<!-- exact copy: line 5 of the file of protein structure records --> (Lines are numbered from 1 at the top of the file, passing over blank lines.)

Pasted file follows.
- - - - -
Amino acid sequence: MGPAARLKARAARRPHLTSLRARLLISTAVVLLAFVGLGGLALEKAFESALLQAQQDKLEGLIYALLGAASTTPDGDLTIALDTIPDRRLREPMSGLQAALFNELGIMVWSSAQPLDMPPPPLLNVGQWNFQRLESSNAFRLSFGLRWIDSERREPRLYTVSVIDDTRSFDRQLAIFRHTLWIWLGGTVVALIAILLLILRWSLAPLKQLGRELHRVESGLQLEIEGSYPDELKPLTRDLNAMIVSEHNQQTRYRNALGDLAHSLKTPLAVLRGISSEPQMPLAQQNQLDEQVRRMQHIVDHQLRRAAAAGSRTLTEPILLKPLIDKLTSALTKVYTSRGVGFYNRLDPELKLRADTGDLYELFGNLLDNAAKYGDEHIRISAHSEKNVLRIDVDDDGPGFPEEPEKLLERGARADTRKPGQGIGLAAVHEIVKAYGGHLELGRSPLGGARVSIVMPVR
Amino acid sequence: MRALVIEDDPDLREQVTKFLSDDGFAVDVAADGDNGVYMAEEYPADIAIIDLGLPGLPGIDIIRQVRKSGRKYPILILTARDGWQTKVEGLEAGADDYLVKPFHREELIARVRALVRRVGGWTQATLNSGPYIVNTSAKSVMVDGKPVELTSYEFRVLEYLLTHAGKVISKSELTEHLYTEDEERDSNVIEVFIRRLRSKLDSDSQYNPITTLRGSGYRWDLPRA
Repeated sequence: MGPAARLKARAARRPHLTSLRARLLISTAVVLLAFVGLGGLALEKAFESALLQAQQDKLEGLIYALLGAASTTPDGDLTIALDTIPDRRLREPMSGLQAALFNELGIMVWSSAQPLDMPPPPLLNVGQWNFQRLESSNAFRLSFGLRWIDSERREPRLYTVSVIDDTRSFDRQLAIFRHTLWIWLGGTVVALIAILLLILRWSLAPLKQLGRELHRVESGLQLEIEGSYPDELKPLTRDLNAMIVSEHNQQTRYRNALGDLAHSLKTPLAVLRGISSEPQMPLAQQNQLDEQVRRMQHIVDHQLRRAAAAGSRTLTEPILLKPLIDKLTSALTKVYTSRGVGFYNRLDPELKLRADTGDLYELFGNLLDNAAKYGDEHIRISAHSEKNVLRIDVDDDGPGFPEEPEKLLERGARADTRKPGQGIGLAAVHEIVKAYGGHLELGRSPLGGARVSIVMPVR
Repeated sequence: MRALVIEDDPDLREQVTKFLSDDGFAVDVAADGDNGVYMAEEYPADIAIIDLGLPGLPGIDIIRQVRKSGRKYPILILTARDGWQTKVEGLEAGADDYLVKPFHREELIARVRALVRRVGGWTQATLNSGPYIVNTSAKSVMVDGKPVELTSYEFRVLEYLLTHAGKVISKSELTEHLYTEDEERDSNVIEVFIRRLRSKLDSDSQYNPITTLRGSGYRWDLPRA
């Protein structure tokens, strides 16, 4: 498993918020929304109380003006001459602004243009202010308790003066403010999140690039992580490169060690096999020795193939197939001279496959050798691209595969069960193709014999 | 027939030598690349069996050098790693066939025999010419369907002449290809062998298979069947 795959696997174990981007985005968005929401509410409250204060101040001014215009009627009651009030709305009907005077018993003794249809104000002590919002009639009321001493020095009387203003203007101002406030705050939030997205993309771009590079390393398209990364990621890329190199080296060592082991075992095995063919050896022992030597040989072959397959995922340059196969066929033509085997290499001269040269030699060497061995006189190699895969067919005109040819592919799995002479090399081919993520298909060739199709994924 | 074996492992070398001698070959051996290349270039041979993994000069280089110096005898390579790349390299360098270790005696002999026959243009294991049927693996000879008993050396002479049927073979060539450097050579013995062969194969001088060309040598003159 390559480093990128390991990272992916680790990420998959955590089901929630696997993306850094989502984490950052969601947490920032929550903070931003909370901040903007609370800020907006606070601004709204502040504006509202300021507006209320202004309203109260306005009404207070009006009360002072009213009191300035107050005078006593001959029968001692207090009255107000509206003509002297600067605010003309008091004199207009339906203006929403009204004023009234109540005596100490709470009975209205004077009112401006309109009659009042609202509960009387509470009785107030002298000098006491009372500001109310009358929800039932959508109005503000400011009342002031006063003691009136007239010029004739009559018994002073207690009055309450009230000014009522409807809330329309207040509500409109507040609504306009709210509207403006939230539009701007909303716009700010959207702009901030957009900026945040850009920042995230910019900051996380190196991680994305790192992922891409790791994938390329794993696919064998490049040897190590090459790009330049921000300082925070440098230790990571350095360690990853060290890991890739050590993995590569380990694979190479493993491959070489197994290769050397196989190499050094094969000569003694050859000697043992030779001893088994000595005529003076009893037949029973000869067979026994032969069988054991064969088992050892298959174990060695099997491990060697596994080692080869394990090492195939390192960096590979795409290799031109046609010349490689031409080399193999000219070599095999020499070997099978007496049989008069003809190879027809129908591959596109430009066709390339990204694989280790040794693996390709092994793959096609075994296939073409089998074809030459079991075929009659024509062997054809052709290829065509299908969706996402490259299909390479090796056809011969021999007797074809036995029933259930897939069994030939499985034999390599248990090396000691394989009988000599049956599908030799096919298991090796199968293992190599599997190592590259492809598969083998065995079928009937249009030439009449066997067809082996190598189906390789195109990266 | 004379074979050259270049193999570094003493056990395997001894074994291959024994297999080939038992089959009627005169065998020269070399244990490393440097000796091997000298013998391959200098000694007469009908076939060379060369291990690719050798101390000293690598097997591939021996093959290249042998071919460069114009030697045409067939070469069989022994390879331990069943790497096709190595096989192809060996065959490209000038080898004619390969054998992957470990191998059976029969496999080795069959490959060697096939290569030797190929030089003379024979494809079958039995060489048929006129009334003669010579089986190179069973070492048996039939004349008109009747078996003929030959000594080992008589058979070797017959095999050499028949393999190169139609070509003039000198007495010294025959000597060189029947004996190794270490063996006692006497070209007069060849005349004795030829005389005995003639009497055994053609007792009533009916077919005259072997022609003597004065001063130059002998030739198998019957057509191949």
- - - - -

């Protein structure tokens, strides 16, 4: 498993918020929304109380003006001459602004243009202010308790003066403010999140690039992580490169060690096999020795193939197939001279496959050798691209595969069960193709014999 | 027939030598690349069996050098790693066939025999010419369907002449290809062998298979069947 795959696997174990981007985005968005929401509410409250204060101040001014215009009627009651009030709305009907005077018993003794249809104000002590919002009639009321001493020095009387203003203007101002406030705050939030997205993309771009590079390393398209990364990621890329190199080296060592082991075992095995063919050896022992030597040989072959397959995922340059196969066929033509085997290499001269040269030699060497061995006189190699895969067919005109040819592919799995002479090399081919993520298909060739199709994924 | 074996492992070398001698070959051996290349270039041979993994000069280089110096005898390579790349390299360098270790005696002999026959243009294991049927693996000879008993050396002479049927073979060539450097050579013995062969194969001088060309040598003159 390559480093990128390991990272992916680790990420998959955590089901929630696997993306850094989502984490950052969601947490920032929550903070931003909370901040903007609370800020907006606070601004709204502040504006509202300021507006209320202004309203109260306005009404207070009006009360002072009213009191300035107050005078006593001959029968001692207090009255107000509206003509002297600067605010003309008091004199207009339906203006929403009204004023009234109540005596100490709470009975209205004077009112401006309109009659009042609202509960009387509470009785107030002298000098006491009372500001109310009358929800039932959508109005503000400011009342002031006063003691009136007239010029004739009559018994002073207690009055309450009230000014009522409807809330329309207040509500409109507040609504306009709210509207403006939230539009701007909303716009700010959207702009901030957009900026945040850009920042995230910019900051996380190196991680994305790192992922891409790791994938390329794993696919064998490049040897190590090459790009330049921000300082925070440098230790990571350095360690990853060290890991890739050590993995590569380990694979190479493993491959070489197994290769050397196989190499050094094969000569003694050859000697043992030779001893088994000595005529003076009893037949029973000869067979026994032969069988054991064969088992050892298959174990060695099997491990060697596994080692080869394990090492195939390192960096590979795409290799031109046609010349490689031409080399193999000219070599095999020499070997099978007496049989008069003809190879027809129908591959596109430009066709390339990204694989280790040794693996390709092994793959096609075994296939073409089998074809030459079991075929009659024509062997054809052709290829065509299908969706996402490259299909390479090796056809011969021999007797074809036995029933259930897939069994030939499985034999390599248990090396000691394989009988000599049956599908030799096919298991090796199968293992190599599997190592590259492809598969083998065995079928009937249009030439009449066997067809082996190598189906390789195109990266 | 004379074979050259270049193999570094003493056990395997001894074994291959024994297999080939038992089959009627005169065998020269070399244990490393440097000796091997000298013998391959200098000694007469009908076939060379060369291990690719050798101390000293690598097997591939021996093959290249042998071919460069114009030697045409067939070469069989022994390879331990069943790497096709190595096989192809060996065959490209000038080898004619390969054998992957470990191998059976029969496999080795069959490959060697096939290569030797190929030089003379024979494809079958039995060489048929006129009334003669010579089986190179069973070492048996039939004349008109009747078996003929030959000594080992008589058979070797017959095999050499028949393999190169139609070509003039000198007495010294025959000597060189029947004996190794270490063996006692006497070209007069060849005349004795030829005389005995003639009497055994053609007792009533009916077919005259072997022609003597004065001063130059002998030739198998019957057509191949």